Somoza like the way the Warriors went about producing runs.
“We were aggressive on the bases, got to second base a few times with steals,” he said. “The name of the game is about scoring runs. We didn’t have a lot of hits. We did enough to scratch out five runs. You keep adding on and adding on is so important.”
Blahous was lifted in the seventh after issuing back-to-back walks. Oda didn’t fare much better, walking the first batter to load the bases. He then recorded the first out on a fly ball to the outfield. But Oda then hit the next two batters to force in two runs. Carr then came in and recorded the second out on an infield grounder that scored another Meadowdale run before issuing a walk. The Mavericks then hit another fly ball to center field to end the game.
Somoza saw a lack of focus from the Warriors’ pitchers in the seventh. Edmonds-Woodway’s three pitchers walked four and hit two batters. “Our guys pitched tentatively,” he said. “That’s not the way we’re supposed to play. We’re supposed to paly aggressively on the mound, on the field, hitting, fielding, running, whatever. We didn’t do that the last inning. We made it close.”
Michael noted that the Warriors played without starting third baseman Gunner Whitelaw, who turned his ankle during warmups and did not play. Carr filled in for him at third base.
Meadowdale coach Bill Hummel was pleased by how hard the Mavericks competed and by starters Casey Toler (Tuesday) and Luke Hunnewell (Wednesday), along with relievers Parker Cumberland and Cutter Buchea.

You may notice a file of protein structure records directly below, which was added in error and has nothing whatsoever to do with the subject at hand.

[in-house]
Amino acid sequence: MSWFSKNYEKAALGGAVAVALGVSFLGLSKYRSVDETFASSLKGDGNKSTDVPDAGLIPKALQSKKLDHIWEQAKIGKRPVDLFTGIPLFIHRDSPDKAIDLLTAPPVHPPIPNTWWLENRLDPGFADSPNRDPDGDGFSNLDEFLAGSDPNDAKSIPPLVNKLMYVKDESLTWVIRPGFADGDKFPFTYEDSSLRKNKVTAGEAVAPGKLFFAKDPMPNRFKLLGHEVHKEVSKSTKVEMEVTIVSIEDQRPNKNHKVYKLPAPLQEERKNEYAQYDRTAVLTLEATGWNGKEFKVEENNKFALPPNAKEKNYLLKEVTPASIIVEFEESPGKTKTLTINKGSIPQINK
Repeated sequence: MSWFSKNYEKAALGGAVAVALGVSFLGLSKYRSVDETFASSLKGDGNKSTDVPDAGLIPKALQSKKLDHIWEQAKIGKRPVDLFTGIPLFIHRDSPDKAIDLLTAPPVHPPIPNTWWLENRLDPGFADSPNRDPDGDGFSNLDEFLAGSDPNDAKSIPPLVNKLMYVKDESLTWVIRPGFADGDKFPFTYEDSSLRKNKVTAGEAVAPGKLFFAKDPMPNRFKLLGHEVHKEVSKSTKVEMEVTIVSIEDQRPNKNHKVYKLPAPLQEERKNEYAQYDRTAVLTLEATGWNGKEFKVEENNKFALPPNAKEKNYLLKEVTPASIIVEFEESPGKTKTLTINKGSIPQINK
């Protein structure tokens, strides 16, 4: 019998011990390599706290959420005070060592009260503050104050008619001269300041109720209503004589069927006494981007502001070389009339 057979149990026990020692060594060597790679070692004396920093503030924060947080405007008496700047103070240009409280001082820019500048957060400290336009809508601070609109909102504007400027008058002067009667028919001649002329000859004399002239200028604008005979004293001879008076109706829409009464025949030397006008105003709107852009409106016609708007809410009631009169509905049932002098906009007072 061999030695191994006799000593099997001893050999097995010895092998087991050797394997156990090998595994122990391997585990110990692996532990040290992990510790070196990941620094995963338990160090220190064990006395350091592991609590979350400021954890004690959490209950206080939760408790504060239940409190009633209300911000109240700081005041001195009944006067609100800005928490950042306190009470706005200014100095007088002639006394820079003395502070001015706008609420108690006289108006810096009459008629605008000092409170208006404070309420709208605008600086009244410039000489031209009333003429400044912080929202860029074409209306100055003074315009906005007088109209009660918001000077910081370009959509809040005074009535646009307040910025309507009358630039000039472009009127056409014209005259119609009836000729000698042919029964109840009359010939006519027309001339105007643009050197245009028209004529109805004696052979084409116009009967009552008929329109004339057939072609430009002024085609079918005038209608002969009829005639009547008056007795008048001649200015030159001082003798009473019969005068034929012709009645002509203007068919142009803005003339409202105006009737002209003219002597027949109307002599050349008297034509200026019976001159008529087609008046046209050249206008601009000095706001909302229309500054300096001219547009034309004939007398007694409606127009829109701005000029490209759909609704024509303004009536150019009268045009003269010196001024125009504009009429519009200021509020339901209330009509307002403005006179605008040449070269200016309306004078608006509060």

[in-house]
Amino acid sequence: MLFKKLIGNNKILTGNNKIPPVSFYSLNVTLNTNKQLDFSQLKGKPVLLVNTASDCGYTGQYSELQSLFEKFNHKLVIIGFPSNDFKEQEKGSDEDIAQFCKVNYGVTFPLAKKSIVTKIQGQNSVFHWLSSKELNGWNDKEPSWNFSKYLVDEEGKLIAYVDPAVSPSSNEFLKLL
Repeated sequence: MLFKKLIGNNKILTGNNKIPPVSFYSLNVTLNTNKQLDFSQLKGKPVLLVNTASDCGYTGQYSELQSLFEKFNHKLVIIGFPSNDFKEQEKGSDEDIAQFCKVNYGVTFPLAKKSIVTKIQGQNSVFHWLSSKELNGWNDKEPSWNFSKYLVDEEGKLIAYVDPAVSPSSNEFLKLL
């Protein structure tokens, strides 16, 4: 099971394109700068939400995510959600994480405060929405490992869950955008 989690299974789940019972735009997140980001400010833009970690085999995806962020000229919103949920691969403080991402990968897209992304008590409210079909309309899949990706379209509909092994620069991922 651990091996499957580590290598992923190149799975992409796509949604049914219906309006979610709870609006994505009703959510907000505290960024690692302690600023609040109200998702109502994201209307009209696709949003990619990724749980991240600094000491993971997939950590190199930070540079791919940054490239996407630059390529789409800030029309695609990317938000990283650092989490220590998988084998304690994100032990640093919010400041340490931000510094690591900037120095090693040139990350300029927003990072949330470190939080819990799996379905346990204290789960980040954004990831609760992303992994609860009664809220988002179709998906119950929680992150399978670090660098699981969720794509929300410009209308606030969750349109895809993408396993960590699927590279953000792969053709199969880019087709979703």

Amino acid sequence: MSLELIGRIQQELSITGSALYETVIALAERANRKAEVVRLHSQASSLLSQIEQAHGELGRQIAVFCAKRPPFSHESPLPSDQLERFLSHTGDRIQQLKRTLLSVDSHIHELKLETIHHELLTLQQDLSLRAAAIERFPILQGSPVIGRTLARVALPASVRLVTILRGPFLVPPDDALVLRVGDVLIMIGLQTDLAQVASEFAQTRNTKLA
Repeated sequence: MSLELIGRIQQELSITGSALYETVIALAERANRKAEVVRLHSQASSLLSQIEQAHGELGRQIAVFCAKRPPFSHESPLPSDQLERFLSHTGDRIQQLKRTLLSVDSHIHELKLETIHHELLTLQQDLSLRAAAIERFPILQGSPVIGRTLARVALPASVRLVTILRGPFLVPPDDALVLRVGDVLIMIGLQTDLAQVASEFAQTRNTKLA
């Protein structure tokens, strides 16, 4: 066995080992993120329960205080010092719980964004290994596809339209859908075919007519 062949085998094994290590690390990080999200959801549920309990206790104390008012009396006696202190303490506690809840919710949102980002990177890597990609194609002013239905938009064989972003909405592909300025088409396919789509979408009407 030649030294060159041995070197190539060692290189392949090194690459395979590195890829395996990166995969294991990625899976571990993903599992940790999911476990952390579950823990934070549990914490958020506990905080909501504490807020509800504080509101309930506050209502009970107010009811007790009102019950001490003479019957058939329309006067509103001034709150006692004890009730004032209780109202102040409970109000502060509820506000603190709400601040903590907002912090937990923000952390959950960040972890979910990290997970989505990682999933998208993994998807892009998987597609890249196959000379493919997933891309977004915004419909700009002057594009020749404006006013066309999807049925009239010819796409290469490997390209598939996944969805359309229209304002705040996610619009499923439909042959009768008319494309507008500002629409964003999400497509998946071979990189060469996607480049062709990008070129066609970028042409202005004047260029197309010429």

“They (Warriors) pitched better,” Hummel said. “We talk about what we did compared to what they did. For the most part they played better than we did. They made fewer mistakes. They got more baserunners and stole more bags and got more bunts down. They were just a little bit better. Our inexperience showed a little bit.”
Hummel noted that the five outs Meadowdale gave Edmonds-Woodway in the first inning resulted in one run. A leadoff walk in the fourth led to another run and the Warriors scored one more run in the seventh without the benefit of a hit.
“These are just little things we need to clean up if we’re going to beat baseball teams that are going to the playoffs,” Hummel said. “That’s all we’re going to see from here on out.”
The series with Edmonds-Woodway is a preview of what the district playoffs are going to be like, Hummel added.
“These are the kinds of teams you’ve got to beat,” he said.
The Mavericks wrap up the regular season against Shorewood (April 29-30), one of the teams battling for the fifth district berth.
“We can still play our way into the playoffs,” Hummel said. “We’re very happy with where we’re at.”
Somoza also likes the way the Warriors came out against their archrivals.
“We’re starting to play better, more as a team,” he said. “They’re playing with more energy and more confidence. We’re starting to do the little things bunting, stealing the little things that add up and make a team great.”
Blahous is looking forward to the next few weeks.
“We’re going to do some really big things pretty soon,” he said.